Andy Warhol famously loved anything “new” in the way of gadgets. “If I had a good computer I could catch up with my thoughts over the weekend if I ever got behind myself,” he wrote in his 1975 book, The Philosophy of Andy Warhol[1]. Obsessed with audio, Warhol used a Norelco Carry-Corder to record conversations and ambient soundscapes for his films and a Bolex 16mm for his famous “Screen Tests” in the 60s and a Polavision “instant” movie camera in the 70s. All three locations for his gathering place and workshop, The Factory, were wired for audio-visual-powered “happenings,” and Warhol himself appeared in ads for Sony Betamax, TDK, and Pioneer “hi-fi” (high fidelity) sound systems.

But while Warhol might be synonymous with New York City, he’s a Pittsburgh native, which is home to The Andy Warhol Museum[2]. Opened in 1994, it’s a collaborative project between the Carnegie Institute, Dia Art Foundation, and The Andy Warhol Foundation for the Visual Arts, and gives visitors a comprehensive examination of his life and work. Housed in an 88,000-square-foot former industrial warehouse, it contains 17 galleries; The Factory education studio; a conservation lab; an archive of more than 350 of his preserved (8mm, 16mm) films; 4,000 videotapes; and 610 of his Time Capsules–ephemera he boxed up for posterity, some of which are on display.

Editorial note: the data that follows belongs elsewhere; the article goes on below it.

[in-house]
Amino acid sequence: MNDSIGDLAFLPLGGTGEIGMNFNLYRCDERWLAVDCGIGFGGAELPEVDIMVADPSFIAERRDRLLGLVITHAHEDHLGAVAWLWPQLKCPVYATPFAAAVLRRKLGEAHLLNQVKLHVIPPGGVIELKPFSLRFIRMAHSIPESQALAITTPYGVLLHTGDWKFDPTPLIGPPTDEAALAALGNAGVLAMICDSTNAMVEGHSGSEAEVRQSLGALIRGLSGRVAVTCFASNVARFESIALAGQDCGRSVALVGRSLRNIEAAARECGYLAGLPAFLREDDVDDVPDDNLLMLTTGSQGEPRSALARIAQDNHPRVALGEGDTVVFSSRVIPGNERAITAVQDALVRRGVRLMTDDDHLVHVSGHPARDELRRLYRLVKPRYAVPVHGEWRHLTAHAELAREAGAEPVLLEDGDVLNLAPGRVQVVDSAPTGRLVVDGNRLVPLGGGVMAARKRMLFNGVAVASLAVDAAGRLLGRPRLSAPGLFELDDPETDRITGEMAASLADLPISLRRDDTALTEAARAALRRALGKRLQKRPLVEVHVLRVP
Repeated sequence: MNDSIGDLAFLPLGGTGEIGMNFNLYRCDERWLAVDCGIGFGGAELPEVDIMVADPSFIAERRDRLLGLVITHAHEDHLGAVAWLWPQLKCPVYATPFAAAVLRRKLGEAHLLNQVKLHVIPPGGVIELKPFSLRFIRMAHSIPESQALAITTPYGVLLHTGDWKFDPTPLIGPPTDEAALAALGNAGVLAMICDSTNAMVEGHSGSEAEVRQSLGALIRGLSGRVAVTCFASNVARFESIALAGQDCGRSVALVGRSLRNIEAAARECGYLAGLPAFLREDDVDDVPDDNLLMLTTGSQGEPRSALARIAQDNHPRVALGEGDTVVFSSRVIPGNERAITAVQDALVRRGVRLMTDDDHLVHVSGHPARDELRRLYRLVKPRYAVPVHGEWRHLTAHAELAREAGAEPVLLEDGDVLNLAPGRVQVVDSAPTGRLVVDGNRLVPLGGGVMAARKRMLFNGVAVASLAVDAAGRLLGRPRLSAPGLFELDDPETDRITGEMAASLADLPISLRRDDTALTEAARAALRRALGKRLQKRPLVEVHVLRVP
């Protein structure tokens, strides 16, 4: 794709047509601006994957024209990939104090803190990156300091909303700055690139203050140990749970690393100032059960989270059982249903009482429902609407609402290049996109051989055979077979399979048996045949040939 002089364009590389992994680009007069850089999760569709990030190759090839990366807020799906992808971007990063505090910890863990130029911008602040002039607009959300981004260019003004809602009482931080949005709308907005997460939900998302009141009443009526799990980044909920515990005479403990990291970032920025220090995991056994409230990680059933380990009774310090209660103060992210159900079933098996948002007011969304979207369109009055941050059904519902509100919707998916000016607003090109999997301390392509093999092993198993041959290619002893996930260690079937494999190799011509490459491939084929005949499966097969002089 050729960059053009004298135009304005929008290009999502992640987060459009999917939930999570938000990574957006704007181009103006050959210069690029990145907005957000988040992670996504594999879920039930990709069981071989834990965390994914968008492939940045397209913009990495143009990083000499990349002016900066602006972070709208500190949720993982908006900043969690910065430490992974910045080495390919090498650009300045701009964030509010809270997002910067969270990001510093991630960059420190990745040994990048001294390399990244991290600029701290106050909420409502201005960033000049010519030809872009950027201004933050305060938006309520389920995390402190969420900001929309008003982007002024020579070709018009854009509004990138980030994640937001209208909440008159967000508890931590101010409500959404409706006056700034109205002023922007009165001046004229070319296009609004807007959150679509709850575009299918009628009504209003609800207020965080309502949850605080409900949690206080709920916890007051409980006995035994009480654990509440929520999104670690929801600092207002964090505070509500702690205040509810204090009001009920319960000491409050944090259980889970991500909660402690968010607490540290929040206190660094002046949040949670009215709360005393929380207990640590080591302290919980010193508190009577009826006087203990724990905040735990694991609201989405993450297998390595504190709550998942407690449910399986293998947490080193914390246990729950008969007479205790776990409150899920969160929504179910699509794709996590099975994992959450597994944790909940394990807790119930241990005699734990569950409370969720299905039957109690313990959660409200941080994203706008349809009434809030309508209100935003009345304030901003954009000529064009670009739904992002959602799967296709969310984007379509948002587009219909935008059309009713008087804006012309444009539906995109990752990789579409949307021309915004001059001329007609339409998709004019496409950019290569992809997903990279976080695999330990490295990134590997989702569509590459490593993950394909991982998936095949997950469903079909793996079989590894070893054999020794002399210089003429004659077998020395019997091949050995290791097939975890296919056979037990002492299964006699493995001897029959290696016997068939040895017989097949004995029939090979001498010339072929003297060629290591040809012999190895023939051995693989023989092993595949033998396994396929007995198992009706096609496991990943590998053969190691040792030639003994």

Dezi Gonzalez, the museum’s Manager of Digital Engagement, did her masters at MIT and worked at MoMA and the Whitney Museum of American Art before moving to Pittsburgh in 2015. “In my graduate work at MIT, I examined the possibilities, afforded by new and emerging technologies, which give people an immersive experience and a new way to connect with art,” said Gonzalez. “So here, at the museum, we use technology so visitors–either on-site at the museum, or around the world via the web–can experience Warhol in a way that’s mediated through curation, or unmediated and self-directed, for a richer experience.”

Warhol Museum: The Geek Tour